Deportation – Balancing Article 8 Rights and the Public Interest
In late November, the Supreme Court considered the issue on the relationship between Article 8, of the European Convention of Human Rights (ECHR) and the Immigration Rules when dealing with a deportation.
The seven learned judges reviewed the issue of proportionality when it came to deporting a foreign criminal and the rights he or she has to a family and private life under Article 8.
This is an issue that still provides complexity for even the best Immigration solicitors, and as we shall see, this latest judgment from the Supreme Court has done little to clarify matters long-term.
The facts of the case
The appellant was an Iraqi national who, after failing Asylum, had lived in the UK unlawfully for the last 16 years. In 2005 he began a relationship with a woman, whom he subsequently asked to marry him.
In 2006 he was convicted of two counts of possessing a Class A drug with an intent to supply and was imprisoned for four years. Upon his release in 2010, the Secretary of State made an automatic deportation order against the appellant on the grounds that he was a foreign criminal.
On appeal, the Upper Tribunal held that deporting the appellant would be a breach of his rights to family life under Article 8.
The Secretary of State subsequently appealed the decision to the Court of Appeal who held the Upper Tribunal erred when assessing proportionality in not taking into account the Immigration Rules 2012 and had failed to take into account the issue of public interest when it came to deporting foreign criminals. The Court of Appeal sent the case back to the Upper Tribunal for reconsideration by a different panel.
The appellant appealed to the Supreme Court who upheld the Court of Appeals decision by six to one (Lord Ker dissented).
Lord Reed gave the judgment on behalf of the court. He stated that The European Court of Human Rights had provided guidance on the factors which should be taken into account in the balancing exercise (for example in Boultif v Switzerland (2001) 33 EHRR 50, Maslov v Austria  INLR 47, Jeunesse v Netherlands (2014) 60 EHRR 17). These factors involve wide-ranging consideration of the appellant’s circumstances including the nature of his private and family life in the UK, his links to the destination country, and the likelihood of him re-offending. The weight to be attached to each factor in the balancing exercise falls within the margin of appreciation of the national authorities.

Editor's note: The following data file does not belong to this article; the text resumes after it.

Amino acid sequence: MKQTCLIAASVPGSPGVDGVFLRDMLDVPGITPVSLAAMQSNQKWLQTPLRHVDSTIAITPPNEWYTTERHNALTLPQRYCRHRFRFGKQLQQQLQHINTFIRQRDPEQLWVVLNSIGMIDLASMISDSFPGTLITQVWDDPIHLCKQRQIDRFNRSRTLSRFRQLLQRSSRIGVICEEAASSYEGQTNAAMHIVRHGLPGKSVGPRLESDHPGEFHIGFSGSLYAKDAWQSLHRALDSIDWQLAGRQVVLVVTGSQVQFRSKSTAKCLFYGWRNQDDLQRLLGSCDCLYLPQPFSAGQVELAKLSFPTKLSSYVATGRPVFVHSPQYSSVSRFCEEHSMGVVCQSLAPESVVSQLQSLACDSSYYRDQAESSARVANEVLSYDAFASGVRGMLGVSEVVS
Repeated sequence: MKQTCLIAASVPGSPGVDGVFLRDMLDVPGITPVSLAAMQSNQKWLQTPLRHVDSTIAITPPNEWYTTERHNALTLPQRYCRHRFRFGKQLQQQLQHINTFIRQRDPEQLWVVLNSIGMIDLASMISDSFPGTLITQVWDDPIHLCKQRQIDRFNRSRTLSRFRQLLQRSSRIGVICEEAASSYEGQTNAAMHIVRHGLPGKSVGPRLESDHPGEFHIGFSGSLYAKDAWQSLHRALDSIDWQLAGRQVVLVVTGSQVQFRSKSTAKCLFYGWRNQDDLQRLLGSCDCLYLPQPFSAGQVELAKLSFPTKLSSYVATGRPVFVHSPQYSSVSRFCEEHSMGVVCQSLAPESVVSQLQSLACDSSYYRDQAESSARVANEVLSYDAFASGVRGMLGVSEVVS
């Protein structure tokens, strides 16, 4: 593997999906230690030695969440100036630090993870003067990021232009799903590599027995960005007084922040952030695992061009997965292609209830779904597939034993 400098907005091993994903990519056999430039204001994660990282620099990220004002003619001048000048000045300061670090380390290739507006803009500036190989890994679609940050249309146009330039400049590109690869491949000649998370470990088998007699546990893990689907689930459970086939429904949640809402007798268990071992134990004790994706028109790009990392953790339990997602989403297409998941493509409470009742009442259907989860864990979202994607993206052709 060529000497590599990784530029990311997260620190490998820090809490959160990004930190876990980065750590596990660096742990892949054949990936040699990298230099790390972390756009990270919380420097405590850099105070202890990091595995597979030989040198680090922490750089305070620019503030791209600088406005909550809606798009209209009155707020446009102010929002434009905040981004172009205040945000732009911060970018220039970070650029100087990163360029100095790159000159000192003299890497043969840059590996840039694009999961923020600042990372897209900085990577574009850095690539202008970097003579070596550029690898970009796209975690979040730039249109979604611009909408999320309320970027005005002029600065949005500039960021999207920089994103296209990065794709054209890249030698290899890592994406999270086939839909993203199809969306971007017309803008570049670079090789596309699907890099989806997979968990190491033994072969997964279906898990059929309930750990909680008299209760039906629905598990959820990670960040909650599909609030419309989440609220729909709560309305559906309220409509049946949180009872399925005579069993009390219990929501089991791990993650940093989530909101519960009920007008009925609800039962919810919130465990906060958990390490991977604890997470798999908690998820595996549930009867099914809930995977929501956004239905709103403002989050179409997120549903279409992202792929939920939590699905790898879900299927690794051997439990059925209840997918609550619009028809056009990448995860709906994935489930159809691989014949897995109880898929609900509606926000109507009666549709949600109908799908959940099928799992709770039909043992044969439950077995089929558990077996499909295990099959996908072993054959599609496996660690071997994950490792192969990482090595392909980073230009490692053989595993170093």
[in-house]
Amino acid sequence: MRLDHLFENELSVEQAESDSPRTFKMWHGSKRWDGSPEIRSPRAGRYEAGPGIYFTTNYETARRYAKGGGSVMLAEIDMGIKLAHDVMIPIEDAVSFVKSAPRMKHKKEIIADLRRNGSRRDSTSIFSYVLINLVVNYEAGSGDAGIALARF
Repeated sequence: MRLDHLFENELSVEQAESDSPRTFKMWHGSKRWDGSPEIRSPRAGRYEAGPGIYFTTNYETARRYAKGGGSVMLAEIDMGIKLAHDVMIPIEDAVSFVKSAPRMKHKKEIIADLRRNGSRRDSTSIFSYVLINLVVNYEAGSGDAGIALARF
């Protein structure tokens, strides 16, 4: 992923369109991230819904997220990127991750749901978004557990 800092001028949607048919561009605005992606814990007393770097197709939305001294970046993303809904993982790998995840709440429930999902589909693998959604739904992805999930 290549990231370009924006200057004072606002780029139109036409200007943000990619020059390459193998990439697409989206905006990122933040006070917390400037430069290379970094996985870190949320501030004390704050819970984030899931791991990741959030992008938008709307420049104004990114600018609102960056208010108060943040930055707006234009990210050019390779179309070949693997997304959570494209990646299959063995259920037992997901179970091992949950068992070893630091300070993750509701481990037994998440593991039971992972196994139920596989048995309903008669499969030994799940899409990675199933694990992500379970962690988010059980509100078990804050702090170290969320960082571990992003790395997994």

This is where the Immigration Rules come into play.
The Rules set out the Secretary of State’s assessment of the weight generally to be afforded to some of these factors. In particular, the Rules prescribe a presumption that the deportation of foreign criminals is in the public interest, except where specified factors are present which the Rules accept outweigh that interest. Outside of those specified factors (for example in every case where a custodial sentence of four years of more has been imposed, as here), the Rules state that exceptional circumstances – that is, compelling reasons – are required to outweigh the public interest in deportation. The Rules are not law, but do have a statutory basis and require the approval of Parliament.